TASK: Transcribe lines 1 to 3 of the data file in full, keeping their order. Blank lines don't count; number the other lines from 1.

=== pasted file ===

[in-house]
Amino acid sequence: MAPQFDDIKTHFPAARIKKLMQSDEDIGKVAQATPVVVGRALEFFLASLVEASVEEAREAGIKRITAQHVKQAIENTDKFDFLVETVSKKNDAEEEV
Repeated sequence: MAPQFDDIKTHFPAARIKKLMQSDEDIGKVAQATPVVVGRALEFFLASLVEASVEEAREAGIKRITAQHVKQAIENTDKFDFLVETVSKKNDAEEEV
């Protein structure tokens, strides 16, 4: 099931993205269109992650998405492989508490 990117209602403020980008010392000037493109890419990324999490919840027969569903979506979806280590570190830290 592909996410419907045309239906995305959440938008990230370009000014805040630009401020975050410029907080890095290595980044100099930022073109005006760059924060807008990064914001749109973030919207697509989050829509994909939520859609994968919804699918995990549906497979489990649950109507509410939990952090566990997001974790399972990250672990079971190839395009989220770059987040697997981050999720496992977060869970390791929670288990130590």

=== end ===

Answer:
[in-house]
Amino acid sequence: MAPQFDDIKTHFPAARIKKLMQSDEDIGKVAQATPVVVGRALEFFLASLVEASVEEAREAGIKRITAQHVKQAIENTDKFDFLVETVSKKNDAEEEV
Repeated sequence: MAPQFDDIKTHFPAARIKKLMQSDEDIGKVAQATPVVVGRALEFFLASLVEASVEEAREAGIKRITAQHVKQAIENTDKFDFLVETVSKKNDAEEEV